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Griffin v. Lowe's Home Centers LLC

United States District Court, M.D. Florida, Orlando Division

June 21, 2019

JAMES ALTON GRIFFIN, Plaintiff,
v.
LOWE'S HOME CENTERS LLC, LG SOURCING, INC. and NEXGRILL INDUSTRIES, INC., Defendants.

          ORDER

          THOMAS B. SMITH, UNITED STATES MAGISTRATE JUDGE.

         This case comes before the Court without a hearing on Defendants' Motion for Reconsideration of the Denial of its Prior Motion to Extend Scheduling Deadlines and Second Motion for Extension of Certain Deadlines (Doc. 43). Plaintiff opposes the motion (Doc. 56).

         Plaintiff James Alton Griffin alleges that he was seriously injured when the Perfect Flame® gas grill he was using exploded (Doc. 2). He brings this lawsuit against Defendants Lowe's Companies, Inc., LG Sourcing, Inc., and Nexgrill Industries, Inc. for their roles in designing, manufacturing, supplying, marketing and selling the grill in question (Id.). Defendants deny liability (Docs. 21-23).

         This Court entered its standard Related Case Order and Track Two Notice on March 20, 2018 which required counsel to meet, confer, and file a case management report containing suggested dates for the completion of material events (Doc. 10). The parties complied and proposed, inter alia, the following deadlines:

Disclosure of Expert Reports by Plaintiff March 6, 2019
Disclosure of Expert Reports by Defendant April 5, 2019
Discovery Deadline May 6, 2019
Dispositive Motions June 4, 2019
Daubert Motions July 1, 2019
Trial during the term beginning November 4, 2019

(Doc. 25 at 1-2). Whether the parties realized it at the time, this is an aggressive schedule which does not leave room for unexpected events which require a change in plans. Still, this is what the parties agreed on and proposed and what the Court incorporated into its Case Management and Scheduling Order (Doc. 26 at 1-2).

         Plaintiff made his expert disclosures on March 6, 2019 (Doc. 41-1), and on April 11, 2019, defense counsel requested dates to depose the experts (Doc. 40 at 3). Plaintiff's lawyer advised that the experts were not available for deposition before the discovery deadline, but that he was willing to seek a joint extension so that both parties could take additional depositions (Doc. 40-4 at 6). Defendants countered that the parties should seek a 90 extension of all deadlines including the trial date (Id., at 5). The parties did not reach agreement, and Defendants filed their motion to extend the scheduling deadlines and to continue the trial[1] (Doc. 40). Plaintiff opposed the motion, arguing that no extension should be granted or, alternatively, that only the discovery deadline should be extended, and for no more than 30 days, for the sole purpose of allowing Defendants to depose Plaintiff's experts (Doc. 41 at 5). The Court denied the motion because Defendants had not shown diligence in pursuing discovery, and because no manifest injustice would result if Defendants had to cross-examine Plaintiff's experts at trial without the benefit of depositions (Doc. 42 at 3). Defendants seek reconsideration of this Order, and that the Court extend the discovery deadline and the deadline for filing Daubert motions (Doc. 56).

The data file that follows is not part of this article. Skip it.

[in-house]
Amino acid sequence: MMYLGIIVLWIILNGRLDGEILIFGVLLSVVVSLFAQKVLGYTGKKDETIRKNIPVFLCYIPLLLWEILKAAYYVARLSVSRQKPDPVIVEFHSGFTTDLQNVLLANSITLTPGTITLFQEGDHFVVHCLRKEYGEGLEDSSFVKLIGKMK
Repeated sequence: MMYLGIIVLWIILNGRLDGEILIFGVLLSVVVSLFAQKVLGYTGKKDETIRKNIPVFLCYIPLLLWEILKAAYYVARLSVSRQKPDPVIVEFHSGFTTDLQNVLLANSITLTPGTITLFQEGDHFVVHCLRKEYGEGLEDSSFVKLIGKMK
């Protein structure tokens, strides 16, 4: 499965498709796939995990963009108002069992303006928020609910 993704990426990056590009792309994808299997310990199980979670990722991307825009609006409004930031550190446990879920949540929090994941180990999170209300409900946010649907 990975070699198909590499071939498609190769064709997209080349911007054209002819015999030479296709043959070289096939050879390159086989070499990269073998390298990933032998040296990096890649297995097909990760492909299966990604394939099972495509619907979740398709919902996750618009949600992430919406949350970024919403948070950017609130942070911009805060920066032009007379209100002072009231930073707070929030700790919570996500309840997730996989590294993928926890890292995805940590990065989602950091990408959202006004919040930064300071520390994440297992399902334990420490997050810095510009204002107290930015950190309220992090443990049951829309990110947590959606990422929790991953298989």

The rules do not specifically provide for the filing of a motion for reconsideration, but it is generally understood that Fed.R.Civ.P. 59(e) encompasses motions for reconsideration. 11 Charles Alan Wright et al., Federal Practice & Procedure § 2810.1 (3d ed. 2017); Van Skiver v. United States, 952 F.2d 1241, 1243 (10th Cir. 1991), cert. denied, 506 U.S. 828 (1992). Reconsideration of a court's order is an extraordinary remedy and a power to be “used sparingly.” United States ex rel. Mastej v. Health Mgmt. Assocs., Inc., 869 F.Supp.2d 1336, 1348 (M.D. Fla. 2012). “Appropriate circumstances for reconsideration include situations in which the Court has obviously misapprehended a party's position, the facts, or mistakenly has decided an issue not presented for determination.” U.S. v. Halifax Hosp. Medical Center, No. 6:09-cv-1002-Orl-31TBS, 2013 WL 6284765, at *1 (M.D. Fla. Dec. 4, 2013). Reconsideration is also warranted based upon: “(1) an intervening change in controlling law; (2) the availability of new evidence; and (3) the need to correct clear error or manifest injustice.” McGuire v. Ryland Grp., Inc., 497 F.Supp.2d 1356, 1358 (M.D. Fla. 2007).

         “A motion for reconsideration must demonstrate why the court should reconsider its prior decision and ‘set forth facts or law of a strongly convincing nature to induce the court to reverse its prior decision.'” Florida College of Osteopathic Med., Inc. v. Dean Witter Reynolds, Inc., 12 F.Supp.2d 1306, 1308 (M.D. Fla. 1998). Parties cannot use a motion for reconsideration to ask a district court to “relitigate old matters, raise arguments, or present evidence that could have been raised prior to the entry of judgment.” Wilchombe v. ...


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